Let’s Re-evaluate Zone Soil Sampling

A lot has changed since I wrote this article on sensor-based soil sampling 21/2 years ago.


First, I acknowledged that sensor-based soil testing is quite a ways off from being widely adopted. Taking physical soil samples are going to be the way to go for quite some time. With that being said, we can do a lot to update how we are taking these samples.

Next, let’s take an honest look at grid samples. When they first came out, they were a massive improvement from our old program of driving out to the field, taking some samples from the high spots, the low areas, and then maybe a sample or two from the area in between. When we got the results back we averaged those numbers and used that as the basis for our flat rate application.

Then when grid sampling came out, it was great because we could go out and see some variability across the field and treat those different areas according to the variability. Then we could also revisit those same points in the future to see how they changed. This made a huge difference for the vast majority of growers and was very profitable.

However, this system does have a few flaws. Mother Nature doesn’t work in straight lines, so it can be a challenge to set a grid that exactly captures the variability across the field.

My own farm in Northeast Iowa is a great example. It has pretty variable soils with quick sand, fossilized rock, and I guess a little bit of good dirt as well. When I had it grid sampled last time, I feel like we either missed certain key areas or we almost did just by how the grid was laid. Was this the sampler’s fault? Of course not. I’ve pulled roughly 90,000 soil samples in my day and it’s nearly impossible to know how to lay a grid down when you get to your 10th field for the day for the 50th day in a row.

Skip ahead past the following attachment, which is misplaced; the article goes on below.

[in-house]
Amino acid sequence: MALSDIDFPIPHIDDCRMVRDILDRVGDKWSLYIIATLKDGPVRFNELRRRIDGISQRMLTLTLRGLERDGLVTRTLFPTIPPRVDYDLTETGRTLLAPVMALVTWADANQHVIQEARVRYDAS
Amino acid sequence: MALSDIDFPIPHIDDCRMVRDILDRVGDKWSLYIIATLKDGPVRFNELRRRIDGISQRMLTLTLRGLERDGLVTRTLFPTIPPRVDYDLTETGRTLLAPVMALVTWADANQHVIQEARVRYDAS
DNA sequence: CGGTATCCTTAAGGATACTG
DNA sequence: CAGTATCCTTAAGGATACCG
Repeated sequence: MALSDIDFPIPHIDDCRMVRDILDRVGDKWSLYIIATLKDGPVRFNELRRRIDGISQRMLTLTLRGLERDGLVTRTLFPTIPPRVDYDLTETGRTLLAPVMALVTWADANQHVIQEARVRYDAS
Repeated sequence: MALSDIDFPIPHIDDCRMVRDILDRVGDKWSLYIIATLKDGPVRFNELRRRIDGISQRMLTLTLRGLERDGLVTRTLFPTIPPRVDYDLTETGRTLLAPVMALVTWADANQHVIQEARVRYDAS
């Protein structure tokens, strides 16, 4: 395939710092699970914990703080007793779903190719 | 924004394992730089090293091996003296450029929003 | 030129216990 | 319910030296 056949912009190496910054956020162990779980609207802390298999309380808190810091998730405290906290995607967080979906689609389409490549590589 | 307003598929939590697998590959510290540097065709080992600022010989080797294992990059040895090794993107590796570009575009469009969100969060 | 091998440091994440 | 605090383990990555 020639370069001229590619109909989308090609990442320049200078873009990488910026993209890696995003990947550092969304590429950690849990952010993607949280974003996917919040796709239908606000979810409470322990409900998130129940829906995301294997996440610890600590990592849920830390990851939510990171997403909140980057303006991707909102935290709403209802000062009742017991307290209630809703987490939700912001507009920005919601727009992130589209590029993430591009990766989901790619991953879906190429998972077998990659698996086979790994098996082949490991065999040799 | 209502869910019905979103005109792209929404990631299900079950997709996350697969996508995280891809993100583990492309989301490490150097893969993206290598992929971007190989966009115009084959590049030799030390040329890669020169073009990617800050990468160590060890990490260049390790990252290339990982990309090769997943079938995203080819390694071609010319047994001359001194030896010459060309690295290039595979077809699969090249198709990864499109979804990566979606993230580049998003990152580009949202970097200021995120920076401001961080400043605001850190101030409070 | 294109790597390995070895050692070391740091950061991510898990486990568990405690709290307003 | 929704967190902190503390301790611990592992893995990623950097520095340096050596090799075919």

Grid Sampling Points

The grid sampling points miss key areas of variation in this field, most notably the areas of quick sand highlighted in red.

You might be thinking, “Yeah, they missed those spots, but what does it matter? They’re pretty small and that won’t amount to much difference.” Let’s take a look at the variable rate potash application that was made from those grid sampling results:

VRA Potash Map

This map shows a variable rate application of potash at nearly 430 pounds per acre on quicksand with a corn yield potential of 90 bushels to the acre.

Hmmm…Seems a touch heavy on potash for an area with a top end corn yield of 90 bushels. Surely there has to be a better, more profitable way.

Many people have tried the zone method with SSURGO soil maps being the most popular approach. Those are pretty decent in a lot of areas for what they are. Remember, the purpose of SSURGO was to figure out how to appropriately charge taxes on a piece of ground. These were hand drawn between roughly the 1960’s to the 1980’s and were never intended for precision ag purposes. As a result, zone management using SSURGO can give you some really questionable results.